My gut tells me not to trust my gut.
We humans are a credulous lot, often governed by our emotions rather than our capacity to reason. In fact, there is an entire industry that has grown out of the concept of “emotional intelligence” in recent years.
My gut tells me this is dangerous. Just look at the chaos wrought by one particular orange-skinned leader of a powerful nation, who famously thinks with his gut.
There is a scientific foundation for thinking with our guts, though. Neurons, the “wires” that allow for the thinking function in our brains, are also found throughout our guts, or more accurately, throughout our enteric nervous system, the network of neurons that governs the function of our gastrointestinal tracts. The enteric nervous system has the second highest concentration of neurons in the human body. This is why we often experience situations as emotional tension in our stomachs.
Men are often accused of thinking with another part of their bodies. There are no neurons down there, but there is a connection through interneurons, which are kind of like extension cords. But enough about that.
There is undoubtedly some evolutionary gut-thinking. If you’re a caveman out on a hunt and something doesn’t feel right, it’s probably best to avoid it.
Hence the old saying “trust your gut.”
And trust is what it all comes down to. Gut-thinking is primal and therefore we tend to think of our emotions as being hard-wired.
Lisa Feldman Barrett, a psychology professor at Northeastern University, argues that emotions are not hardwired, but learned. She bases this not on a gut feeling, but on years of research, evidence and expertise.
Our initial experience with trust is based on our reliance as babies and young children on adults to keep us alive. We soon learn, however, that even our parents cannot be completely trusted—spoiler alert for any precocious six-year-olds who may be reading this—when we find out Santa Claus is not real.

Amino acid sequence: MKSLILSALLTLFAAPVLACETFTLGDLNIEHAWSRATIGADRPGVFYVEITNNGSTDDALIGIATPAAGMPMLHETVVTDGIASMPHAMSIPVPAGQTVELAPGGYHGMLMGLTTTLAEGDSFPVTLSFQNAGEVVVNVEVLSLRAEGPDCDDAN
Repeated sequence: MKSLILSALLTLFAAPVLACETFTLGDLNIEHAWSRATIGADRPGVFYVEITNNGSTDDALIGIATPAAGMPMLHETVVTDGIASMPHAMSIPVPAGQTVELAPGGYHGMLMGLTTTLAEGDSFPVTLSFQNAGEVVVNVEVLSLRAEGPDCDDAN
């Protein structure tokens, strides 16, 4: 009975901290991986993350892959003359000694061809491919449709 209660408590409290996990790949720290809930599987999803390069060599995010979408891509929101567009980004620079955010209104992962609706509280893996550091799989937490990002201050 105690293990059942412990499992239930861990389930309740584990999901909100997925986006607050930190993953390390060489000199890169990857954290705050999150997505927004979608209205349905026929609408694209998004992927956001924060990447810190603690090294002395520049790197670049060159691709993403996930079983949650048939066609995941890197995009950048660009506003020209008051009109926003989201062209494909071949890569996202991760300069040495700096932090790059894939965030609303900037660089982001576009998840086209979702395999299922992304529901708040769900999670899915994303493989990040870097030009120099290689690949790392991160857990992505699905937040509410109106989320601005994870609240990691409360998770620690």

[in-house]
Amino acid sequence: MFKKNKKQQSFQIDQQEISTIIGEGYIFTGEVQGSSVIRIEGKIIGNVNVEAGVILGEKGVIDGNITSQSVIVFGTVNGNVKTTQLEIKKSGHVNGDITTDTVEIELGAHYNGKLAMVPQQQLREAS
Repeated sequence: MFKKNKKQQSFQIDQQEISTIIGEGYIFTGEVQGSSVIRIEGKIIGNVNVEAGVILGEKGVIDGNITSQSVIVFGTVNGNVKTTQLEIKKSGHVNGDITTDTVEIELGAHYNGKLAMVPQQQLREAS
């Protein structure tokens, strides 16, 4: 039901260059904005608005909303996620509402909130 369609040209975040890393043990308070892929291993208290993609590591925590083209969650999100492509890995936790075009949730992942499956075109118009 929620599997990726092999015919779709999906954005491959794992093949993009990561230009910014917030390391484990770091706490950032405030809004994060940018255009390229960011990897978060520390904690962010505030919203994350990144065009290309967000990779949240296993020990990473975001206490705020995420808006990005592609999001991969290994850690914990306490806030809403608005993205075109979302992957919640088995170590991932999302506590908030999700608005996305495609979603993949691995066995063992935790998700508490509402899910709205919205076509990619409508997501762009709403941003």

Babies are not skeptical or credulous by nature, we are trained to trust and distrust, initially by our parents, or parental surrogates, and later by life itself. For each of us, all of that gets rolled up into a personal narrative that guides our reactions to everything.
I favour Professor Barret’s conclusions, not because I have examined all the research, but because I trust her expertise. I trust her expertise largely because it fits my personal narrative. My gut tells me she is right.
We tend to trust our guts, I think, because we have little choice. The sheer vastness of cumulative human knowledge combined with how busy most of us are just living our lives, makes it virtually impossible to know much of anything with great certainty.
Fortunately, we also have brains. My brain tells me that my gut is often wrong.
My brain tells me I should demand more proof of the nature versus nurture regarding emotional intelligence.
My brain tells me that my gut is not a decision-making tool, but a starting point for further investigation.
My brain tells me that regardless of how my gut feels about something, it could be wrong.
Millennia ago, it was common knowledge the Earth was flat and the sun revolved around us. In the absence of evidence to the contrary, we trusted our observations that the ground we were standing on is stationary and that if you looked out across great distances, aside from natural gradations of geography, it certainly appeared to be flat. And the sun still appears to be moving around us.
We now know the Earth is round—or to be accurate an oblong spheroid—that revolves around the sun and the reason it feels stationary and looks flat is because, well, physics.
The spherical Earth did not become fact because ancient Greek philosophers had a gut feeling flat Earth observations were wrong. It became fact because subsequent technological advancements made it possible for scientists and explorers to practically demonstrate that now almost universally-accepted reality.
I am not saying we should ignore our guts completely, but if we are blindly following our guts, we are probably not using our brains, which, by the way, has 200 times the number of neurons as the enteric nervous system.